Various Lionel trains over the years have featured what they call a Pullmor motor. But what is a Lionel Pullmor motor? Let’s look at the surprising origins of this motor and what you need to know about it, especially if there’s anything you can do that breaks it.
Born of American Flyer
Lionel introduced the Pullmor motor in 1970. This was right after the bankrupt Lionel Corporation sold the rights to the trains to General Mills. Yes, the cereal company. Kids eat cereal and they play with toys, so cereal companies decided to try diversifying into toys in the 70s.
The new Lionel needed to shake things up a bit, and this was one of the ways they did it.
Prior to selling out itself, Lionel had acquired its rival, American Flyer, from the AC Gilbert company. One of Gilbert’s marketing gimmicks for its American Flyer trains was something they called Pullmor technology, introduced in 1953. It was a fancy word for a rubber traction tire. A rubber traction tire does indeed help an electric train to pull more, and I guess that sounds better than talking about your exciting new rubber traction tire.
Lionel decided to recycle the name, but to apply it to the motor itself. There was nothing especially new about that motor, at least not at first. It was based on the motor Lionel had been making for decades, and most of the changes that happen over the course of the next decade or two were cost-cutting measures.
So the Pullmor motor is essentially the post-war motor with cost cutting measures. And a bit of marketing to play up how it could pull more than a Marx train.
And yes, I am aware that the trademark filing states that it was first used in 1979. Somebody mistyped something. The word was used over and over in the 1970 catalog. The zero key is right next to the 9 key, so it’s an understandable mistake.
Advantages of the Pullmor motor
That’s not to say that’s entirely a bad thing. The Pullmor motor was based on a design that Lionel produced very successfully for two and a half decades. And for that matter, that motor was based on what Lionel learned making electric motors since sometime around 1901.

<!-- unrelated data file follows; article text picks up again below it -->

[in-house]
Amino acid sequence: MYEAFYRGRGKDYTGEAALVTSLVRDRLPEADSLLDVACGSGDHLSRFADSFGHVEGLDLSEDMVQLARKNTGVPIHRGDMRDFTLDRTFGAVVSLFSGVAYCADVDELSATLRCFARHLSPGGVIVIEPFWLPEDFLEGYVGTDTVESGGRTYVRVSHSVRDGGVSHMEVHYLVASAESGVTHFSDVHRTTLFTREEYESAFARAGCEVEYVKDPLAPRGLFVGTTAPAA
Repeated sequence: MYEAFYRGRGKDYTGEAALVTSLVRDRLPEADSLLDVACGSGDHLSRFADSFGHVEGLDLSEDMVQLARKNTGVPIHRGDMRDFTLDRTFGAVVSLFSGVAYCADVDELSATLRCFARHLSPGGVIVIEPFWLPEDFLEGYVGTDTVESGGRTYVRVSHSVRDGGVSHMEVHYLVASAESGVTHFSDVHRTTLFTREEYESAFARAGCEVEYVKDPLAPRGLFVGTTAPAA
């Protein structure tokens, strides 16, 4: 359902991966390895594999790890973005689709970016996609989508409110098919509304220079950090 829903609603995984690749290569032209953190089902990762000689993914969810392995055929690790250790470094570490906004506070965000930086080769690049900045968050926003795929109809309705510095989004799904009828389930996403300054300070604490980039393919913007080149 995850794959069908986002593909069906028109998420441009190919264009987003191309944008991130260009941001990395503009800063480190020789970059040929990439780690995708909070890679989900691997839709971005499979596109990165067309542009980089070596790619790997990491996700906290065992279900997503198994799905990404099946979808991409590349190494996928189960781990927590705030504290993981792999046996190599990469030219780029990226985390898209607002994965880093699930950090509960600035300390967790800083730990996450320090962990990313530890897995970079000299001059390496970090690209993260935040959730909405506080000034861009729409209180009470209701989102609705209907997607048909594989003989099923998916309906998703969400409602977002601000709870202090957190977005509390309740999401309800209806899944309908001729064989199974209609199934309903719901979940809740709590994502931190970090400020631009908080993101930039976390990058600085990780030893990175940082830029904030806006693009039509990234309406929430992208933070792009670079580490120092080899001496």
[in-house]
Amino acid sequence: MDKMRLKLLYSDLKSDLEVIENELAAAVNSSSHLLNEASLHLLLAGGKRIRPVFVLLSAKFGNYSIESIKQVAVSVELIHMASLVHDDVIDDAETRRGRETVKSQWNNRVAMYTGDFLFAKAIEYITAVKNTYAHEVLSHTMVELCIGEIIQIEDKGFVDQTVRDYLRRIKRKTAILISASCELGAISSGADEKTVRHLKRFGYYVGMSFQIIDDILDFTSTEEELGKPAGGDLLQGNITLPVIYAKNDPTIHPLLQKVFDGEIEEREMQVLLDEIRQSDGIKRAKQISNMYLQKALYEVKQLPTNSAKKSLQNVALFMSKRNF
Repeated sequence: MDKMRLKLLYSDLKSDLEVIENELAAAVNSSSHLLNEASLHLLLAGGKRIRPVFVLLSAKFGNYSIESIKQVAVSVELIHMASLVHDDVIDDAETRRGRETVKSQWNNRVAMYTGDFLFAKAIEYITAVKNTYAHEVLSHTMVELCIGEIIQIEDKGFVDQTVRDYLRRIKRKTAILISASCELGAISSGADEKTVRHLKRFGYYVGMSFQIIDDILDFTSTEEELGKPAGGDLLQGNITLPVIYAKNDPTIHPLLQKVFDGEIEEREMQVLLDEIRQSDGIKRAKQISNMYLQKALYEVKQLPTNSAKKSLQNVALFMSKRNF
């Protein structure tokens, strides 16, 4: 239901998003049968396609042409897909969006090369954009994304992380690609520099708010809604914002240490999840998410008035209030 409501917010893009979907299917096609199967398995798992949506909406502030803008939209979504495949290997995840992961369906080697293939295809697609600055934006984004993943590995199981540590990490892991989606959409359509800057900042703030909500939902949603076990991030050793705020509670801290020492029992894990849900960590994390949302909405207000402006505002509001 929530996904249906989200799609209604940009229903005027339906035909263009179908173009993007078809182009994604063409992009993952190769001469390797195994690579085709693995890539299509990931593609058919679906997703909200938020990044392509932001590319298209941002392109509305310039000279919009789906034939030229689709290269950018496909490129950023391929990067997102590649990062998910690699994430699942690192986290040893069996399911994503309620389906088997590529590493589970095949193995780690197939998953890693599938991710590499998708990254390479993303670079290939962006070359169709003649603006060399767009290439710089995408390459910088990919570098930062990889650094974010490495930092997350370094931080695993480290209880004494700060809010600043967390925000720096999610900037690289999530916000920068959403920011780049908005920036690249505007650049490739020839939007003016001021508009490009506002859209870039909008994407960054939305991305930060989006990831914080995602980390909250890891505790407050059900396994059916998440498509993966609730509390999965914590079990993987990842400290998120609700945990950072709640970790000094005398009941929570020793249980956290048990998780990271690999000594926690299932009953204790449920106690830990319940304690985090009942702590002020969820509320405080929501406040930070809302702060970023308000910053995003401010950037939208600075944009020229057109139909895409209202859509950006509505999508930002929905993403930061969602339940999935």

It was a universal motor, so it worked fine on either AC or DC. The only drawback to running it on DC is that the e-unit can eventually become magnetized and will need to be demagnetized in order to work again. That’s not an expensive procedure, it just requires someone to have a bulk tape eraser.
If you’re like me and you don’t have one of those, and you need to use DC, I recommend that you change the polarity occasionally to slow down that magnetization process.
But unlike later can motors, there isn’t a lot you can do to break them. Oil them occasionally, change the brushes when they start to act up, apply a bit of grease to the gears, and they will run for decades.
Disadvantages of Pullmor motors
Pullmor motors, like their post-war counterparts, do not run very smooth at slow speeds. If you like to run trains really slow, you will be happy only with a modern can motor. The market in 1970 wasn’t hobbyists running trains at scale speed so much as it was the children of baby boomers. They liked buying all trains when they were kids, so they wanted to buy Lionel trains for their sons. And kids run their trains fast.
But they work essentially the same way as their post-war counterparts did, and given the decline in popularity of trains during the 1970s, chances are if you find a Pullmor motor today, it has fewer miles on it than a post-war motor would. It was probably used less heavily in its first few years of life, and has fewer years of Christmas tree duty to its name.
1970s Lionel was a bit of a mixed bag. As the decade wore on and sales didn’t return to 1950s levels, they experimented with cutting the cost, hoping that moving down market might improve sales. The cheaper trains were not as good. The Pullmor motor was the hallmark of the better ones. The DC powered starter sets sold cheaply at stores like Kmart just weren’t as good. Well, they ran better at slow speeds, so they had that going for them.